24 Hours in Facebook’s Metaverse Is Exciting

Meta also requires Horizon users to consent to their audio being recorded. (If they refuse, they can’t talk in Horizon.) Audio is stored on the user’s headset, according to the company, and is only sent to Meta if someone else submit a report, about harassment, for example. Users can be banned for several hours or even for a month, based on those recorded conversations.

Instead of going into safe mode or reporting on people around me, I laughed at their behavior and told them I was a reporter, recording them (and not just their sound). . This had a civilizing effect.

Sobering up from my meeting in the Plaza, I went to the Soapstone Comedy Club, where a woman was stumbling around and babbling. A guy in a suit and red MAGA cap was on stage asking if anyone wanted to hear jokes about race or ethnicity. The crowd groaned and his avatar went into sleep mode, likely kicked off by the club moderator for breaking house rules for offensive jokes.

The Soapstone Comedy Club was founded by Aaron Sorrels, who specializes in managing Unemployed Alcoholics. After quitting his marketing job to deal with his alcoholism, Mr. Sorrels became a comedian. When the pandemic hit, and he couldn’t get up anymore in his home state of Michigan, he lived in limbo until he heard that Zuckerberg had spent billions of dollars on the metaverse.

“This is going to be something, and now is the time to get involvedMr. Sorrels recalled as he pondered. He bought three Quest headphones with a plan to attract comedians, but he found more success building a world for amateurs to take to the stage.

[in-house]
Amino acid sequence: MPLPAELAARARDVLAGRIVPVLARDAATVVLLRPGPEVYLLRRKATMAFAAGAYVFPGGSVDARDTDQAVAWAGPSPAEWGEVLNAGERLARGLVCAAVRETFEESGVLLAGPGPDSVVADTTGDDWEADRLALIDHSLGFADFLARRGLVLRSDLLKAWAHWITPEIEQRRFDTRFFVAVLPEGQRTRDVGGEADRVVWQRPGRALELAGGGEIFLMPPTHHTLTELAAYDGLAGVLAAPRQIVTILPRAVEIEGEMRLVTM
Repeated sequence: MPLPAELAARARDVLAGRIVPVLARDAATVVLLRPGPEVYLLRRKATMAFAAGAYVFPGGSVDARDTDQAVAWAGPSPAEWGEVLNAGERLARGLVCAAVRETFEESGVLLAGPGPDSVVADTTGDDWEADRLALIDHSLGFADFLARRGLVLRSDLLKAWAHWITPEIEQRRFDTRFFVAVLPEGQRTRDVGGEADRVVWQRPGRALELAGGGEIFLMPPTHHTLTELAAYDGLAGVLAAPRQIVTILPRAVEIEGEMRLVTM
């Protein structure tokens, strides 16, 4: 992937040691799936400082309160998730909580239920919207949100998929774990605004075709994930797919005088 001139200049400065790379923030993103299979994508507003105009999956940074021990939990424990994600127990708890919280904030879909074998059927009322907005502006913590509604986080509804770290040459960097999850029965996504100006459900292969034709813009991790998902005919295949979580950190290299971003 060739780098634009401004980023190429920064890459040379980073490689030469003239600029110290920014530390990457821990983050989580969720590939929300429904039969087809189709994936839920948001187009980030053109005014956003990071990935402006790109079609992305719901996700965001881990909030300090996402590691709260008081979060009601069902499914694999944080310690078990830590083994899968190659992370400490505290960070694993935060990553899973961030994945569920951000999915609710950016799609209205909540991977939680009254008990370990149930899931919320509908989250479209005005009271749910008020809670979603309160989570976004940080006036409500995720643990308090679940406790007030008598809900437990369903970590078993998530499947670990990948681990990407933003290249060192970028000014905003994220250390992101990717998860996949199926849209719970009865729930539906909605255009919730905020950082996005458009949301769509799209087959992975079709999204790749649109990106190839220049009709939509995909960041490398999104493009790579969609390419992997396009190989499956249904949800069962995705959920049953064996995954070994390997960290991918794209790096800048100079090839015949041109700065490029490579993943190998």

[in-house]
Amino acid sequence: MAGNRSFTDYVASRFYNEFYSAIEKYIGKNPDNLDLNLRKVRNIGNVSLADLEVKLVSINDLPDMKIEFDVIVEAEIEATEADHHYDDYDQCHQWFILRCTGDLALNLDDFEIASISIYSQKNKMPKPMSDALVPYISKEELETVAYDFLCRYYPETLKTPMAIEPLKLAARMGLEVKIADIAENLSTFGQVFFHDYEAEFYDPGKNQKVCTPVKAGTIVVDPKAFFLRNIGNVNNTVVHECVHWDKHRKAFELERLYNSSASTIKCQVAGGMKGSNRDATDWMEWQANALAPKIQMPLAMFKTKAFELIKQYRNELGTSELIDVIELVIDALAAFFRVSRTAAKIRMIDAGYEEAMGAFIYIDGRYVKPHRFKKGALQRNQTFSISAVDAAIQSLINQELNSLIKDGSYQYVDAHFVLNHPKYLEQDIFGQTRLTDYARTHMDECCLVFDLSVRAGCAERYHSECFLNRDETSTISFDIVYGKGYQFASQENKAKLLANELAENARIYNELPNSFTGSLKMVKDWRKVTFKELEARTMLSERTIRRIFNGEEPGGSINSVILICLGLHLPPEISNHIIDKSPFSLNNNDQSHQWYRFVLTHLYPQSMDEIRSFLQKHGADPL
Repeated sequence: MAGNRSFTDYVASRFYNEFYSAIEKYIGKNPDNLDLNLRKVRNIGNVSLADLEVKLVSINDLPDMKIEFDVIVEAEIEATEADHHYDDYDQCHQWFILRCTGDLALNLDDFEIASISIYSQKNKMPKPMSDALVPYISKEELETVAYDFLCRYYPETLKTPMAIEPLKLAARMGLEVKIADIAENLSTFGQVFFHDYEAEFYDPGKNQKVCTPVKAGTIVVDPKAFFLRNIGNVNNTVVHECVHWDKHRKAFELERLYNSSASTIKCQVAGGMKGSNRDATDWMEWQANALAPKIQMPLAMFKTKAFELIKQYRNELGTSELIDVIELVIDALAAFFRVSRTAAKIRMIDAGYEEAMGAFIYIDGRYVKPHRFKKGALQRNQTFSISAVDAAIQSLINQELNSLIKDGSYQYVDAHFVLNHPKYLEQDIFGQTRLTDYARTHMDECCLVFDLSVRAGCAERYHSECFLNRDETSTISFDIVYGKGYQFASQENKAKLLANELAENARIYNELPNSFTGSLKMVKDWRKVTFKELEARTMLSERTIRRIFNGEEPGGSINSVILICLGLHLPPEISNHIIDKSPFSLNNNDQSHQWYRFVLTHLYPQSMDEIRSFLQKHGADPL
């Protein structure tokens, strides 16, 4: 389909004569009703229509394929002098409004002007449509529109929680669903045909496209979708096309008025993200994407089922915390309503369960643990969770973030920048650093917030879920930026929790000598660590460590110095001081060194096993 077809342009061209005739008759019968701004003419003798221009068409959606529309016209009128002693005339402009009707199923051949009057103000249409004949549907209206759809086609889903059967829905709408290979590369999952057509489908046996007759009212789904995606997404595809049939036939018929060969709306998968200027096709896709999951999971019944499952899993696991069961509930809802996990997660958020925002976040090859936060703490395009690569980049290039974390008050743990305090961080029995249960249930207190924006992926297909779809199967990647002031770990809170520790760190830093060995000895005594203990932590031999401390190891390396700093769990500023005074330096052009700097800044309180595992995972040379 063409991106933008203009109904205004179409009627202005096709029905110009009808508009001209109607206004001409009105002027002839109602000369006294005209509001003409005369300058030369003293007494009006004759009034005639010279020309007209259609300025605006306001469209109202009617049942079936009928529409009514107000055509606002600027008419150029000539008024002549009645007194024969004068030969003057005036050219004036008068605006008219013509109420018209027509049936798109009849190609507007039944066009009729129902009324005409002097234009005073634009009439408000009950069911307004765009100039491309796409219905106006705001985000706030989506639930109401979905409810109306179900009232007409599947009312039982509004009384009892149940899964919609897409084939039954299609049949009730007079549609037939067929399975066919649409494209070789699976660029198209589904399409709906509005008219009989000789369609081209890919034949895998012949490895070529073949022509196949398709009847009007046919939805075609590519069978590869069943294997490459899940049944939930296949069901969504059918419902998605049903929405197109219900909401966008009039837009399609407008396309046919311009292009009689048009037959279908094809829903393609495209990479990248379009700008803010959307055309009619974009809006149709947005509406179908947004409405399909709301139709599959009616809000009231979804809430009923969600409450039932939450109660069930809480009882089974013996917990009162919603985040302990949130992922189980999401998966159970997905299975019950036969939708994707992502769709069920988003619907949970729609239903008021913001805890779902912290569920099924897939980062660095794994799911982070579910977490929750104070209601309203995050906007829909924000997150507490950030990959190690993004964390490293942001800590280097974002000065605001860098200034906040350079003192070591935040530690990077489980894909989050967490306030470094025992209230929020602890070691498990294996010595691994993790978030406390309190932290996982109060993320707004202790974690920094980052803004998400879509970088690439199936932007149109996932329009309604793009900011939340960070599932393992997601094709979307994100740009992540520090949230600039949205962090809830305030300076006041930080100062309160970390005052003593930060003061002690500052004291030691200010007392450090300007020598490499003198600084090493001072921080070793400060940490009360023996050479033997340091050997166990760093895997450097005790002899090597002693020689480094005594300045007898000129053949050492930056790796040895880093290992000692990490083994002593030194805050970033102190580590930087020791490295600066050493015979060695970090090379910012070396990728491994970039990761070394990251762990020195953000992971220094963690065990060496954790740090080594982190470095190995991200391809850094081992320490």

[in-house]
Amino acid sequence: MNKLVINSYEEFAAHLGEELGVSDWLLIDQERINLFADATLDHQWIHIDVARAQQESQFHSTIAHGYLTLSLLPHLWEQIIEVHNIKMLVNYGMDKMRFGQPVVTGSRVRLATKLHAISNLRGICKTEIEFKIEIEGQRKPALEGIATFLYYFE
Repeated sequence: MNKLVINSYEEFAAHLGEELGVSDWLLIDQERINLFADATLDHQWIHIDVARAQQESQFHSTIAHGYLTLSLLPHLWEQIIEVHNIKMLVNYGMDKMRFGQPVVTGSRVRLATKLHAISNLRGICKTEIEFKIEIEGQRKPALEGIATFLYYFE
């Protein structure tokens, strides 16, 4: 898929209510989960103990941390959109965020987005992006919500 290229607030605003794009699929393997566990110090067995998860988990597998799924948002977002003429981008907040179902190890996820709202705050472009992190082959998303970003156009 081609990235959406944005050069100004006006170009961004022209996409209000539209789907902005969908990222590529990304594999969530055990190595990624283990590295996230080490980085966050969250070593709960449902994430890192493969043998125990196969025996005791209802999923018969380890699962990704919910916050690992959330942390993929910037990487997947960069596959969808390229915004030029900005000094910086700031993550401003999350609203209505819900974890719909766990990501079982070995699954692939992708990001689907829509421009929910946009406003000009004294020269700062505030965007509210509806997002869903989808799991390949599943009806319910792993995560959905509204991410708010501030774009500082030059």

His club currently has up to 13,000 weekly visitors. He accepts donations from supporters who have access to a private lounge and he is part of a small group of creators allowed by Meta make money from their world. Mr. Zuckerberg recently checked out the Soapstone name during an appearance on Joe Rogan’s audio filesincluding millions more listeners than Horizon’s most recently confirmed number of hundreds of thousands of users. Mr Sorrels said running “a comedy club in a pretend land” is now his full-time job.

I started chatting with a man sitting next to me in the club named Malefic, who had a goatee and earrings, although in his real world, Joe Cronin, didn’t. Six hours earlier, Cronin, 30, a married programmer in Pennsylvania with two young children, had been playing online video games with friends. When they go to bed, he goes to Horizon, headphones plugged into the wall, to decompress and socialize after an adrenaline-filled session. Horizon is where players relax, like skiers at a ski bar.


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